One or two of my drugs are on the most recent FDA drug shortage list linked in this article. While this issue is of great concern to me (as it should be), I have found it’s not just drugs on the actual shortage list that I’ve had issues with getting while I’ve been hospitalized for various things over time. It’s been others, too.
This was a difficult alert to read. However, I commend my center for looking into such issues & challenging transplant centers as a whole to do better by their patients.
While this was a liver transplant based study, I am sure livers are not the only organ that are affected by such practices.
I am very pro-research on general principle. The exception lies with “studies” (like this example) which measure only specific short-term endpoints that are inherently hard to measure & quantify.
Things like clinical & economic benefit & those associated “outcomes”.
Everyone has a different definition of “success” in these cases. Also just because it doesn’t show something concrete in dollars & cents or in data points doesn’t mean it doesn’t have value.
A fellow blogger tagged me in a tweet today. I know this was an invitation to read through or comment. I’ve played around with writing about this subject a few times. It always feels a bit too uncomfortable to express openly like this, but I’ll give it a try. It doesn’t bother me to discuss it with others in hard situations & quiet rooms when needed. (I hope this doesn’t come across as rambling. It is long. But to me every word is here for a reason.)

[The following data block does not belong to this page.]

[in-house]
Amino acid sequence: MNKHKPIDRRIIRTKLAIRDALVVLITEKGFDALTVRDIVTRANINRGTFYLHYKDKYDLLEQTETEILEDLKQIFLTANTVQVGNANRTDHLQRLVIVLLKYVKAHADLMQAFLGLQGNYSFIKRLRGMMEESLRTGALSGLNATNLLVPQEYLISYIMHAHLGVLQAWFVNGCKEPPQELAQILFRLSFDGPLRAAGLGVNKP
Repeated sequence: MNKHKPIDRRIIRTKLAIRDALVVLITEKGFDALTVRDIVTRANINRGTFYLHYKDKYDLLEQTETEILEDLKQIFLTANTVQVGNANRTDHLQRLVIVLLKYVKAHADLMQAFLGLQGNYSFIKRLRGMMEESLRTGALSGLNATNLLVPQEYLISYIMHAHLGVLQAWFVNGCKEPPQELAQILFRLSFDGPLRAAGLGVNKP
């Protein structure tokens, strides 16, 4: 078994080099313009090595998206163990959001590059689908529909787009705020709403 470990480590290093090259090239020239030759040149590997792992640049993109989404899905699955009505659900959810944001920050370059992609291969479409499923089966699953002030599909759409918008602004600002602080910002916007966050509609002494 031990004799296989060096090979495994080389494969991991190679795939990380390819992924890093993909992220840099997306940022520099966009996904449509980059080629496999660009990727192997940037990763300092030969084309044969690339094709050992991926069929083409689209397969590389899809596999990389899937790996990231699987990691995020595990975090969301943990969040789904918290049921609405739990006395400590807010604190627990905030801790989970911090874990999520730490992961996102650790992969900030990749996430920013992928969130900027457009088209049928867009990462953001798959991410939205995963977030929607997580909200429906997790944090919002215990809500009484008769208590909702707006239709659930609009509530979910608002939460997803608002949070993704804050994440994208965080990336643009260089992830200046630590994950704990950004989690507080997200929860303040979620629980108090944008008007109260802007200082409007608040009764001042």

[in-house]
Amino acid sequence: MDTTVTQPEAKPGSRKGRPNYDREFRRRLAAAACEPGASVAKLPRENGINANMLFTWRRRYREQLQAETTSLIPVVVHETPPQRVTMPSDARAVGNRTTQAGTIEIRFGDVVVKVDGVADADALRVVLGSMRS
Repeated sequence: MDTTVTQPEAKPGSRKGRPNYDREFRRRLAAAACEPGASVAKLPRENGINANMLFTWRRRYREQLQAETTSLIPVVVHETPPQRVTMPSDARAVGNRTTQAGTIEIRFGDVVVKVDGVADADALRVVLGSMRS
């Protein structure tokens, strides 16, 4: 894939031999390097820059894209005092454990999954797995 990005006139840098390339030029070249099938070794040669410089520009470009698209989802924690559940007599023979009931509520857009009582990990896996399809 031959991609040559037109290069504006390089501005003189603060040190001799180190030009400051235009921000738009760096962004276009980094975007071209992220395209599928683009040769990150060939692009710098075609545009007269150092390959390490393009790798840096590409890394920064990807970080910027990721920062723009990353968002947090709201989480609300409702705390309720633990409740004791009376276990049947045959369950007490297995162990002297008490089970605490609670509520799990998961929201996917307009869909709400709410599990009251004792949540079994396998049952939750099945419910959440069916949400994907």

As some of you already know, I’ve been taking very workshops & classes in improv for about 2-3 years now. I enjoy them when I do. I’ve learned a variety of other things rather than just short or long form techniques in that time. It has been an excellent way to lift my spirit & sense of humor in difficult situations. Also to keep my mind active. Above all, it is also fun. Fun is important. Most of us with chronic & rare disease don’t seem to get quite enough of that at points.
I find myself increasingly becoming a “go-between” for hospital systems, billing offices, & other healthcare entities. I can navigate it but I find it annoying, sometimes I even resent it a little. I should demand a cut or a price break for as often as I have to do this. Continue reading
This is always a constant question & concern whenever I go into any doctor’s office sick. My primary care doctor, an urgent care clinician, or even pulmonologist will ask me the same question: How do you feel about an antibiotic?
Um, honestly? Damned if I do, damned if I don’t…
While some have complained about these videos as being snarky or melodramatic, I think they are delightfully tongue-in-cheek & informative.